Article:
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    Category: Bad Behavior

    He Got BUS-ted

    | Sydney, NSW, Australia | Bad Behavior, Extra Stupid, Top, Transportation

    (I’m at the busiest train station in the state, waiting to get out of the station to grab some lunch whilst I wait for my train. I get stuck behind a man whose train ticket will not allow him to exit through the ticket gates.)

    Passenger: “Excuse me, my ticket isn’t working!”

    Employee: “Oh, can I see your ticket, please?”

    Passenger: “I bought this from a news agency. It’s supposed to work on all trains!”

    (The passenger hands the employee a pre-paid bus ticket.)

    Employee: “I’m sorry, sir, but this ticket won’t work here. This is not a train ticket.”

    Passenger: “But I bought it from a newsagent! It has to work!”

    Employee: “I don’t know what else to tell you, mate. This ticket will not work on this service, and you have wasted your money. I can let you through the gate, though, if you’ll just step back to let the gate open.”

    Passenger: “This is RIDICULOUS! This ticket is supposed to work! I used my hard-earned money on it! I spent Australian currency on this! Why isn’t it working?!”

    (There is now a very long line of irate people waiting for the man to just go through the now open gate. The employee is dumbfounded as to why the man won’t just leave. I lose my temper because I’m hungry and my train is to leave shortly, so I step in.)

    Me: “Dude. You bought the wrong ticket. That ticket is a bus ticket. Operative word: BUS. This is a train station.”

    Passenger: “I don’t care! I bought it and therefore it should work!”

    Me: “Yeah, it will work on a bus, but that brings us back to the original predicament: this is a train station, so your ticket will not work, no matter how much you harass people about it.”

    Passenger: “Nobody asked you, you little b****.”

    Me: “No, you’re right; nobody asked me. But I’m f****** hungry, and you are holding up a few dozen people. So please shut up, accept the fact that you screwed up, and get out of the way.”

    Passenger: “You’ve got a mouth on you, don’t you?”

    Me: “I do, and I’d like to fill it with food, so please get the f*** out of my way.”

    (The passenger storms off, and I ask the employee if she can keep the gate open for me as I don’t want my ticket to get rejected on the way back through. She lets me through, and I go to get some food and come back. As I come back to the gate, there is a security guard and another employee standing with the first employee. The security guard approaches me with a notepad.)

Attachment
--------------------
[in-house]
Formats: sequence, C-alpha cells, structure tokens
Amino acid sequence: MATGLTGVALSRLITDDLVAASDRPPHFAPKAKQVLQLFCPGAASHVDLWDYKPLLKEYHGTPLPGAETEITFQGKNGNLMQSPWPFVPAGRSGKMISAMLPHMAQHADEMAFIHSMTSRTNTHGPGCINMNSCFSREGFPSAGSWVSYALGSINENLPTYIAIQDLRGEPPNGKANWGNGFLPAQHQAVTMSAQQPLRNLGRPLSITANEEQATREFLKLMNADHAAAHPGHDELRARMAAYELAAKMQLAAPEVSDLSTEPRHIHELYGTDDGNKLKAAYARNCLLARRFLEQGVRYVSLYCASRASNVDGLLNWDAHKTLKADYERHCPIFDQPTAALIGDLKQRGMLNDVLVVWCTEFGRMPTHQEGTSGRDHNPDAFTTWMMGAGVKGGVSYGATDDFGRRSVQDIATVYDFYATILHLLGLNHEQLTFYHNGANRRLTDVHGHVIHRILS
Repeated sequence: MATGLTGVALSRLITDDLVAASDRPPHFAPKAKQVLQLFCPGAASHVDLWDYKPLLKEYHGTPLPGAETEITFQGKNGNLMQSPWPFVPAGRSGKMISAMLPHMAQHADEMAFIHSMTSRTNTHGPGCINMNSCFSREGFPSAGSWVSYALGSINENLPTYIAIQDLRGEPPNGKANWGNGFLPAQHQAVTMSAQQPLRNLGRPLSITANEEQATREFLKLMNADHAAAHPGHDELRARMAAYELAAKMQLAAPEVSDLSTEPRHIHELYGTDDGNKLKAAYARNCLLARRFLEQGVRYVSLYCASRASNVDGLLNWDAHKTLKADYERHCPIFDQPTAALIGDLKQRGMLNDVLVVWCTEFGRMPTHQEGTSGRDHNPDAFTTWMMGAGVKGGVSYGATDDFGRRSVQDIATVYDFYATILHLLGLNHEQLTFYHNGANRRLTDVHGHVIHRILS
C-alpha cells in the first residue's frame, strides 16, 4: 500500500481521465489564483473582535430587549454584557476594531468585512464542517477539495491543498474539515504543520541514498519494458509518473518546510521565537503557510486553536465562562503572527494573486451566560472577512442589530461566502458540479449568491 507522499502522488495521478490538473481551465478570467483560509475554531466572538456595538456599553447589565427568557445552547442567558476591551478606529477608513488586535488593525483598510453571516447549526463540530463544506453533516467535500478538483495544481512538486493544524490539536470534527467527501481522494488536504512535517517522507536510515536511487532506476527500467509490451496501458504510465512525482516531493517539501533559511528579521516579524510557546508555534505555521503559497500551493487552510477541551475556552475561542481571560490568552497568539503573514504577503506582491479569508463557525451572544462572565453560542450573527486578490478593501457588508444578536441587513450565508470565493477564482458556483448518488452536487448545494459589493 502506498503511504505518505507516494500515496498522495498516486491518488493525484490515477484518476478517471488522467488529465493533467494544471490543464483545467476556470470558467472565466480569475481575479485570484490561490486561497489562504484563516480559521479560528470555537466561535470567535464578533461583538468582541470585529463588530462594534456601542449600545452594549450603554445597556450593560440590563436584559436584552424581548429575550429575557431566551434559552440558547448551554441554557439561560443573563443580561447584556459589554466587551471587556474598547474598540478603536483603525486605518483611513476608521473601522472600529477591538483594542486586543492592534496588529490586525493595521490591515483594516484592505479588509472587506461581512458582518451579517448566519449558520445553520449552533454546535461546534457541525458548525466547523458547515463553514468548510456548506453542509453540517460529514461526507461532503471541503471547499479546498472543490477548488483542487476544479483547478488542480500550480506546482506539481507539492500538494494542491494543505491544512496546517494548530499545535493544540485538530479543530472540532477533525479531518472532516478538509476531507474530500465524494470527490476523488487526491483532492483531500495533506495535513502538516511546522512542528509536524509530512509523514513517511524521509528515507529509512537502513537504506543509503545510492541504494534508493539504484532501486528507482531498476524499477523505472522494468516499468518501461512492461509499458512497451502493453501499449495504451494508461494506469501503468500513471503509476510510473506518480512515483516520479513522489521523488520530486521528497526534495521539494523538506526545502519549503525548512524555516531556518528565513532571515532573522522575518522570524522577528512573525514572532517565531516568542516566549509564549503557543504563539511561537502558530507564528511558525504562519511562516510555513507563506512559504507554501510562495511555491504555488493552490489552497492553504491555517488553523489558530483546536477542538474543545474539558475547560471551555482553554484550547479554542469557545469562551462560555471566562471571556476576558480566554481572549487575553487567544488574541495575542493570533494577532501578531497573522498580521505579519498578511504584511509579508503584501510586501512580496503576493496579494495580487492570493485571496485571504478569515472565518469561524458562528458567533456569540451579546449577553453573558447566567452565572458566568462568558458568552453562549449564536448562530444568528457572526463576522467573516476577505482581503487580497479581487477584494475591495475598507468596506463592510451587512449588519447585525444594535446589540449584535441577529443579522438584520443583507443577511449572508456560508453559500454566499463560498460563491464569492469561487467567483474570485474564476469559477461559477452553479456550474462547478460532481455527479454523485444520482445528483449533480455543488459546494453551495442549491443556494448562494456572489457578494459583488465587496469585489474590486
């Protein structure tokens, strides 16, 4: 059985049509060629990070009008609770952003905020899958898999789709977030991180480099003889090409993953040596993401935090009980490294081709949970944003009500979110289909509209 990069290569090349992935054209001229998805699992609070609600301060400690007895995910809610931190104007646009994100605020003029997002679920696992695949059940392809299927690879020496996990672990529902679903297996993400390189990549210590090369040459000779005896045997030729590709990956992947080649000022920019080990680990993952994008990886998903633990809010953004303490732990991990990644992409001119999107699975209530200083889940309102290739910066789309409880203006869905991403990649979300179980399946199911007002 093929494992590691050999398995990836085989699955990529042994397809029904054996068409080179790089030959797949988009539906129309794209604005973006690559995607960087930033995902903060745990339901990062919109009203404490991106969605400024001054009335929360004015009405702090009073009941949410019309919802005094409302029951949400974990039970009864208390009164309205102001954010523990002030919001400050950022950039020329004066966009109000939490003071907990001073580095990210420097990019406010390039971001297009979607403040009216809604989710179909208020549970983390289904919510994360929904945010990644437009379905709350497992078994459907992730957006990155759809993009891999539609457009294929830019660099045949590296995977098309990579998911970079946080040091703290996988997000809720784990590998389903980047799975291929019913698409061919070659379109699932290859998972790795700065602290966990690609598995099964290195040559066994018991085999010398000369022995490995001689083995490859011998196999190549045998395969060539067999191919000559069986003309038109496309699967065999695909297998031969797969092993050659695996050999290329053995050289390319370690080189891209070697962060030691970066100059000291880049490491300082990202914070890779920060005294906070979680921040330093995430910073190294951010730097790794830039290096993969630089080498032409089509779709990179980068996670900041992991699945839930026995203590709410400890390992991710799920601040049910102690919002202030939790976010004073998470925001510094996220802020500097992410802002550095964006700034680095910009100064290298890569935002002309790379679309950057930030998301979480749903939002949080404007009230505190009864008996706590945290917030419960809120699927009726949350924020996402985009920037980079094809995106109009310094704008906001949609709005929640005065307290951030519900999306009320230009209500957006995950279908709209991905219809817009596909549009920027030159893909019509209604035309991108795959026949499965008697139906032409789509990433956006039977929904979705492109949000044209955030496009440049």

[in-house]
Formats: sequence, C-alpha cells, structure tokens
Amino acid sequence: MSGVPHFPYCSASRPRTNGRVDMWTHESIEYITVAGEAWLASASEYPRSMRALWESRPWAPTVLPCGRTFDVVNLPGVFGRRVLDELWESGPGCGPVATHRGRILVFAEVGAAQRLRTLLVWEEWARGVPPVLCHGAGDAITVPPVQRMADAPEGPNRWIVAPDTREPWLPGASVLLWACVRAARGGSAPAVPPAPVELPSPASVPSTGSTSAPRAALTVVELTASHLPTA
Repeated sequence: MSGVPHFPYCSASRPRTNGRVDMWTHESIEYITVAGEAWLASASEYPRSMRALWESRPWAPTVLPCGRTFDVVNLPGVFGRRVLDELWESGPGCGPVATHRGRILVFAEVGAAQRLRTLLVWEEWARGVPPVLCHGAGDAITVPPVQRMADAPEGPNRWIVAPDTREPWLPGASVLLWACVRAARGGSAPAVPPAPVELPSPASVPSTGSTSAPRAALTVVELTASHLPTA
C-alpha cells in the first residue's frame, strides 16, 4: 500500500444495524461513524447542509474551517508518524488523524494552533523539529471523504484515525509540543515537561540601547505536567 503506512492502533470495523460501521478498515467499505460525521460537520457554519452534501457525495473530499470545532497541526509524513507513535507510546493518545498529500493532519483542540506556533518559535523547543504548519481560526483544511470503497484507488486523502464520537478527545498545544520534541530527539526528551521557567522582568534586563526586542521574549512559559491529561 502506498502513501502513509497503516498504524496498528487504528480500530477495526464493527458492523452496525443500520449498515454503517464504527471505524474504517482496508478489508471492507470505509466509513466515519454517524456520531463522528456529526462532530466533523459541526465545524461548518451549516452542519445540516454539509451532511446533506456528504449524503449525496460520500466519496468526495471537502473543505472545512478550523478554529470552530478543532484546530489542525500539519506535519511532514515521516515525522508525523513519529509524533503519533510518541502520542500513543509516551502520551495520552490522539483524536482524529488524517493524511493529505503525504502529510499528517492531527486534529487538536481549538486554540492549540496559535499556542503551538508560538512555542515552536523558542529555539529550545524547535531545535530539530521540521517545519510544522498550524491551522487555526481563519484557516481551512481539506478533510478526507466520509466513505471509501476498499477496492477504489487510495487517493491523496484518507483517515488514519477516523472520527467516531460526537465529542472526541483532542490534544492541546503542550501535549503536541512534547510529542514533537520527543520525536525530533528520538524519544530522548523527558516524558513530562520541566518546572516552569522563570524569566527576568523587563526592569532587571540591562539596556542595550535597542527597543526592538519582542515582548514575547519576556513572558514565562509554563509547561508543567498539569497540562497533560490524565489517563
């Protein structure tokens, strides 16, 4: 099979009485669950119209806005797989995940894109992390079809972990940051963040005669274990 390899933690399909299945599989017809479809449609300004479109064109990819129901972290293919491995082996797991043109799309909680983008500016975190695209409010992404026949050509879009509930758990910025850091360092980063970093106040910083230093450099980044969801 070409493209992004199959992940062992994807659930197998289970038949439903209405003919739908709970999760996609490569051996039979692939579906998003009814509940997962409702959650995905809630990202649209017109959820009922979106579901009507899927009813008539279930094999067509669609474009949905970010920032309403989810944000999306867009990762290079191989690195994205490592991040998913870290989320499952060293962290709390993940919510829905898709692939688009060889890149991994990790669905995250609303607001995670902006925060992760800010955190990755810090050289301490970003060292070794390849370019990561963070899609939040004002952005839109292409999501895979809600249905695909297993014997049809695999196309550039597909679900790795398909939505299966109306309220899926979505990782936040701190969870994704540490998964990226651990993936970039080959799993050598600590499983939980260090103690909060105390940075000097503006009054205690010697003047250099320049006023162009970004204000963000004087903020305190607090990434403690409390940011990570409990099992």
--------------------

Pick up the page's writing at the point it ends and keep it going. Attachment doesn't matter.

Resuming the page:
Security Guard: “Excuse me, miss: I just have a question for you. Are you in any way affiliated with [rail company] as a contractor or employee?”

    Me: “No, I’m just trying to get to Woolongong to see a few friends.”

    Security Guard: *closes notepad and smiles* “Thanks for that. That guy you told off? He tried to file an official complaint against you. He wouldn’t believe [Employee] when she said you don’t work here.”

    Employee: “And thanks for that, by the way. Enjoy your trip to the coast!”

    Can’t Help Those Who Won’t Help Themselves

    | CA, USA | At The Checkout, Bad Behavior, Technology

    (The entire network for my store and the stores in my district have gone down, preventing us from looking up customer accounts and values for electronic devices. A customer comes in to have an estimate for selling an iPhone.)

    Customer: “How much can I get for this?”

    Coworker: “Our system is down right now, so unfortunately we cannot look it up.”

    Customer: “You can’t even try?”

    Coworker: “Well, let’s give it a shot.”

    (My coworker starts loading the screen, and the system only loads about halfway before failing.)

    Coworker: “Since it’s still not working, I can give you the number of another store that does have their system functioning so they can give you an estimate.”

    Customer: “So you mean I have to call them, and you can’t tell me here?”

    Coworker: “We cannot.”

    Customer: “Why not?”

    (I have just clocked off, but decide to interject to help explain the situation.)

    Me: “Our system is down, preventing us from looking up the estimate. However, this store can give you an estimate. Additionally, you can go onto our store website and find an estimate there.”

    Customer: “So you’re telling me you can’t help me?”

    Me: “Through our system we cannot, but I have provided you two alternatives to help you out.”

    Customer: *starts leaving* “Dumb-a** b****, won’t even help me out and look it up for me.”

    Another Customer: “Their system is down lady! Gosh, what is her problem?”

    Common Sense Bounces Off His Head

    | Rotherham, England, UK | At The Checkout, Bad Behavior, Criminal/Illegal

    (There have been a number of armed robberies in the surrounding area of betting shops, convenience stores and post offices. We are all pretty on edge when a customer comes in the store wearing a motorbike helmet.)

    Me: “Excuse me, could you remove your helmet please?”

    Customer: “What?!”

    Me: “Could you remove your helmet, please? You’re not supposed to come in the shop with it on.”

    Customer: “This is ridiculous; why should I have to take it off?”

    Me: “I’m not serving you while you have it on. Please remove it.”

    Customer: “If a [racial slur] came in here with their face covered, you wouldn’t ask them to remove it.”

    Me: “Seeing as that isn’t even relevant in this matter, I’ll ignore what you just said. However I will not serve you while you are wearing that helmet. There have been countless armed robberies in the area, so do you really think I feel safe with you walking in like that? Just be glad I haven’t already pressed the panic button.”

    Customer: *shuts up and removes helmet*

    To Give Credit Where Debit Is Due, Part 4